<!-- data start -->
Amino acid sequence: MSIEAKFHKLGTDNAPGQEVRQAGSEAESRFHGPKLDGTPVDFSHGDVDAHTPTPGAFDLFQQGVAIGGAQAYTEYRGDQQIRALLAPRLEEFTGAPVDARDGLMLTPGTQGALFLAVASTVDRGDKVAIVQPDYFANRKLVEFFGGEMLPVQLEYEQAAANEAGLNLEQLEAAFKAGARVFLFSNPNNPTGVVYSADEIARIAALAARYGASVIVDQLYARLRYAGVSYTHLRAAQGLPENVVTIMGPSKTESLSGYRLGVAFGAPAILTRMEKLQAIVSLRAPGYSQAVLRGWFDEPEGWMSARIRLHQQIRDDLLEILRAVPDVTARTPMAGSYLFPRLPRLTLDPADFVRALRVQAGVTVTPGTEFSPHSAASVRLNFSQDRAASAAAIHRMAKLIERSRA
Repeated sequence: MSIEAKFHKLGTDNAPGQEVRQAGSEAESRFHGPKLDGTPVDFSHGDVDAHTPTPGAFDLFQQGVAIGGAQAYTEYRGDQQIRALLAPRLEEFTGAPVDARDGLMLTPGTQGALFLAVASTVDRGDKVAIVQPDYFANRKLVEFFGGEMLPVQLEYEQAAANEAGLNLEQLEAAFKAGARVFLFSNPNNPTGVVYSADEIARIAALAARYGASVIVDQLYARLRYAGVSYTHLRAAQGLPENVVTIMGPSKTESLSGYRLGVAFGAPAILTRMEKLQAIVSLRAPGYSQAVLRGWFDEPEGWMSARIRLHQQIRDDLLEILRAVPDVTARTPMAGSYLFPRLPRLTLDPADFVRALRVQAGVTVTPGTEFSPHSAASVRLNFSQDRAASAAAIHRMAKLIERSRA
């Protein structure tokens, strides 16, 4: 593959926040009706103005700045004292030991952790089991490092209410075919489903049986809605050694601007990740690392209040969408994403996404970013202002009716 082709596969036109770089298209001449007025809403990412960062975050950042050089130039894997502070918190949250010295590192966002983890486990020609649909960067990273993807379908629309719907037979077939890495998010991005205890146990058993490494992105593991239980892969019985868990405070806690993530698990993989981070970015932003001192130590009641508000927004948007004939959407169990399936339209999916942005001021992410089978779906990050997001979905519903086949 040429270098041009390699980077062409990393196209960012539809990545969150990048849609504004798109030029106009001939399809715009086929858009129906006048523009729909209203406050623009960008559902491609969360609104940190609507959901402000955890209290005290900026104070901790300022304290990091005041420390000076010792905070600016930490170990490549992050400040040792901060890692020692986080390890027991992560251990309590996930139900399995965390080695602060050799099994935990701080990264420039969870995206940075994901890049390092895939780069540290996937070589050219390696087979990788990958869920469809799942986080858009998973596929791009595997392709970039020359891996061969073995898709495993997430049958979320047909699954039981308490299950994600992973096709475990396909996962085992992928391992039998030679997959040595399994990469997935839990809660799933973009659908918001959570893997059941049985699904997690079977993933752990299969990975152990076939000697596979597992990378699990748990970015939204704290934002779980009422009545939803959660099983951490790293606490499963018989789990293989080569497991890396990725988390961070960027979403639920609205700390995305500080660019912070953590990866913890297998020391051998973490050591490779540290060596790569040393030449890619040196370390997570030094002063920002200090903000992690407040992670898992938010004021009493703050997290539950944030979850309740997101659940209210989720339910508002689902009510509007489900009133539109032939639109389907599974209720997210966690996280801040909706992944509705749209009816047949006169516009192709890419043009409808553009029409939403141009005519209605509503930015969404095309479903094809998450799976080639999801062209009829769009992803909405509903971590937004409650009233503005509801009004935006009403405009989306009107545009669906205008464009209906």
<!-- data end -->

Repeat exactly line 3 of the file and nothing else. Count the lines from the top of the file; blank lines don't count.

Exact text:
């Protein structure tokens, strides 16, 4: 593959926040009706103005700045004292030991952790089991490092209410075919489903049986809605050694601007990740690392209040969408994403996404970013202002009716 082709596969036109770089298209001449007025809403990412960062975050950042050089130039894997502070918190949250010295590192966002983890486990020609649909960067990273993807379908629309719907037979077939890495998010991005205890146990058993490494992105593991239980892969019985868990405070806690993530698990993989981070970015932003001192130590009641508000927004948007004939959407169990399936339209999916942005001021992410089978779906990050997001979905519903086949 040429270098041009390699980077062409990393196209960012539809990545969150990048849609504004798109030029106009001939399809715009086929858009129906006048523009729909209203406050623009960008559902491609969360609104940190609507959901402000955890209290005290900026104070901790300022304290990091005041420390000076010792905070600016930490170990490549992050400040040792901060890692020692986080390890027991992560251990309590996930139900399995965390080695602060050799099994935990701080990264420039969870995206940075994901890049390092895939780069540290996937070589050219390696087979990788990958869920469809799942986080858009998973596929791009595997392709970039020359891996061969073995898709495993997430049958979320047909699954039981308490299950994600992973096709475990396909996962085992992928391992039998030679997959040595399994990469997935839990809660799933973009659908918001959570893997059941049985699904997690079977993933752990299969990975152990076939000697596979597992990378699990748990970015939204704290934002779980009422009545939803959660099983951490790293606490499963018989789990293989080569497991890396990725988390961070960027979403639920609205700390995305500080660019912070953590990866913890297998020391051998973490050591490779540290060596790569040393030449890619040196370390997570030094002063920002200090903000992690407040992670898992938010004021009493703050997290539950944030979850309740997101659940209210989720339910508002689902009510509007489900009133539109032939639109389907599974209720997210966690996280801040909706992944509705749209009816047949006169516009192709890419043009409808553009029409939403141009005519209605509503930015969404095309479903094809998450799976080639999801062209009829769009992803909405509903971590937004409650009233503005509801009004935006009403405009989306009107545009669906205008464009209906």